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Report: 30 Percent of Tree Species at Risk of Extinction

FILE - An employee uses heavy machinery to stack logs at the Serra Mansa logging and sawmill company, in Moraes Almeida district, Itaituba, Para state, Brazil, in the Amazon rainforest, Sept. 12, 2019.
Report: 30 Percent of Tree Species at Risk of Extinction
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A new report by a British-based plant protection group says almost 30 percent of the world's tree species are at risk of extinction.

The State of the World’s Trees report warns that 17,500 tree species are at risk of dying out. And 440 species have fewer than 50 individual trees left in the wild.

The report was recently published by Botanic Gardens Conservation International (BGCI).

The number of threatened tree species is double the number of threatened mammals, birds, amphibians and reptiles combined, the report said.

In a statement, BGCI Secretary General Paul Smith said, "This report is a wake-up call to everyone around the world that trees need help."

Among the most at-risk trees are species including magnolias and dipterocarps. These trees are commonly found in Southeast Asian rainforests. Oak trees, maple trees and ebonies also face threats, the report said.

Trees help support the natural environment and are considered important for fighting global warming and climate change. The extinction of a single tree species could mean the loss of many others.

"Every tree species matters — to the millions of other species that depend on trees, and to people all over the world," Smith said.

The report found that thousands of kinds of trees in the world's top six countries for tree-species diversity are at risk of extinction. The greatest single number is in Brazil, where 1,788 species are at risk.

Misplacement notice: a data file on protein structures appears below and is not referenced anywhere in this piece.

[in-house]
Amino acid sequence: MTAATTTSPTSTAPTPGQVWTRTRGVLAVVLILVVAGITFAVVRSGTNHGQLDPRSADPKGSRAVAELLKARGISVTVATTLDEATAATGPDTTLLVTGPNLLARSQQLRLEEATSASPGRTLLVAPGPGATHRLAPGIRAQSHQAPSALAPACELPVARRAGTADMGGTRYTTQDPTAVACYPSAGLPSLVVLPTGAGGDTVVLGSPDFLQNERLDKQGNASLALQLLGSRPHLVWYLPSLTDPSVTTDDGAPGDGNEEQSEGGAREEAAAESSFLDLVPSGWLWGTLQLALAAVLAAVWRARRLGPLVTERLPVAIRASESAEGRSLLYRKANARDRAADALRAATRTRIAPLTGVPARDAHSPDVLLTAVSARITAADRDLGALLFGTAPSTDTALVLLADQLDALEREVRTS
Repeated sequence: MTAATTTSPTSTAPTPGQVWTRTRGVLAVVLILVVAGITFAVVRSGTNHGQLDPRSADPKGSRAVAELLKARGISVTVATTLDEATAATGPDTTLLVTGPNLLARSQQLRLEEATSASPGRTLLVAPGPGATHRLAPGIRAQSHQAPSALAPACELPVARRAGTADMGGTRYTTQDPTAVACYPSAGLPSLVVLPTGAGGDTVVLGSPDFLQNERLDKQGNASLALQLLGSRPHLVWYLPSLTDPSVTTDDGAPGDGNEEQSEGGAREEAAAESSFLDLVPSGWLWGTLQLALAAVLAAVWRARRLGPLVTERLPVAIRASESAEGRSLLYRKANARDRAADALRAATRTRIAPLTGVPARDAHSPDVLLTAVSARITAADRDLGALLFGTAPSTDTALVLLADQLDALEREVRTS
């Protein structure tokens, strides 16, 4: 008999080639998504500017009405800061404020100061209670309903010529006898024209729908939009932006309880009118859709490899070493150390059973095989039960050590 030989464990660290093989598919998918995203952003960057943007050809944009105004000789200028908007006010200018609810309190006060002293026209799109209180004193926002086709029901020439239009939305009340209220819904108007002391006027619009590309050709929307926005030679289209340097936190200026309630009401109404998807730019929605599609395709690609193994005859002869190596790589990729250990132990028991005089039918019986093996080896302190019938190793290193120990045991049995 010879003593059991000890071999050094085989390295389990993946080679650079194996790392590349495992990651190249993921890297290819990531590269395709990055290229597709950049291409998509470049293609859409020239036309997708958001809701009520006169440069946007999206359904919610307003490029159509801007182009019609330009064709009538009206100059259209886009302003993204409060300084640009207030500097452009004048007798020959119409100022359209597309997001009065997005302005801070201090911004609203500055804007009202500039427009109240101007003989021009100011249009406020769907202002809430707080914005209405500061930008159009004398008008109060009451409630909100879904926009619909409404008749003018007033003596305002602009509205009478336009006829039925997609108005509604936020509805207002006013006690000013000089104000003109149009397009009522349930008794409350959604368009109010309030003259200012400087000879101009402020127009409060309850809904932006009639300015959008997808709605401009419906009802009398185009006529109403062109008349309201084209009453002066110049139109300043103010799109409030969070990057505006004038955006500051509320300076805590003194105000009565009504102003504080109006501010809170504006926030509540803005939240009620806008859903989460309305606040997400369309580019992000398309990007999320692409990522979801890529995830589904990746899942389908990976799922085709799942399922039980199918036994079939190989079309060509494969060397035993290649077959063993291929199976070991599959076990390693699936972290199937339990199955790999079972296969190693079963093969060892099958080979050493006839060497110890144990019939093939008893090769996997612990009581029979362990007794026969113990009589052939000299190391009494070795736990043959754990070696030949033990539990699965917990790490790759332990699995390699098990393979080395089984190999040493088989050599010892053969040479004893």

The other five countries are Indonesia, Malaysia, China, Colombia and Venezuela.

The report said the top three threats facing tree species are crop production, logging and livestock farming. Climate change and extreme weather are also growing threats.

At least 180 tree species are directly threatened by rising seas and severe weather, the report added. It noted that island tree species are more at risk than other trees.

"This is particularly concerning because many islands have species of trees that can be found nowhere else," the report said.

I'm Jonathan Evans.

Oliver Griffin reported on this story for the Reuters news service. Jonathan Evans adapted this story for Learning English. Bryan Lynn was the editor.


Words in This Story

species – n. biology: a group of animals or plants that are similar and can produce young animals or plants

extinction – n. when a plant or animal completely dies out

wake-up call – n. something that happens and serves as a warning that action should be taken

diversity – n. a situation in which many different kinds of things or people are included in something

logging – n. the activity of cutting down trees in order to get wood that can be sold

livestock – n. farm animals (such as cows and sheep) used for grazing and roaming